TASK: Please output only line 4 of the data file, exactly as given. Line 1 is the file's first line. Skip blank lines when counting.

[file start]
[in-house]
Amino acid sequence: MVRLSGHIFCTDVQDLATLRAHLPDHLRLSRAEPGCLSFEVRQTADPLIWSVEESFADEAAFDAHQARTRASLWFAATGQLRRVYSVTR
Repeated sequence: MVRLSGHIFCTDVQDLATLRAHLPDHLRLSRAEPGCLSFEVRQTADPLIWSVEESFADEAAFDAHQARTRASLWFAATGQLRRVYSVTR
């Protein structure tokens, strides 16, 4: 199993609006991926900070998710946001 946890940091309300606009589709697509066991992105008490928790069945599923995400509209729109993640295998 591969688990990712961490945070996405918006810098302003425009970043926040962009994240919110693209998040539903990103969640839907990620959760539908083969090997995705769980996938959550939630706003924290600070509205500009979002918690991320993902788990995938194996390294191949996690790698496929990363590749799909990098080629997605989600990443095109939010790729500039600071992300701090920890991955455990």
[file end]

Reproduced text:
């Protein structure tokens, strides 16, 4: 199993609006991926900070998710946001 946890940091309300606009589709697509066991992105008490928790069945599923995400509209729109993640295998 591969688990990712961490945070996405918006810098302003425009970043926040962009994240919110693209998040539903990103969640839907990620959760539908083969090997995705769980996938959550939630706003924290600070509205500009979002918690991320993902788990995938194996390294191949996690790698496929990363590749799909990098080629997605989600990443095109939010790729500039600071992300701090920890991955455990």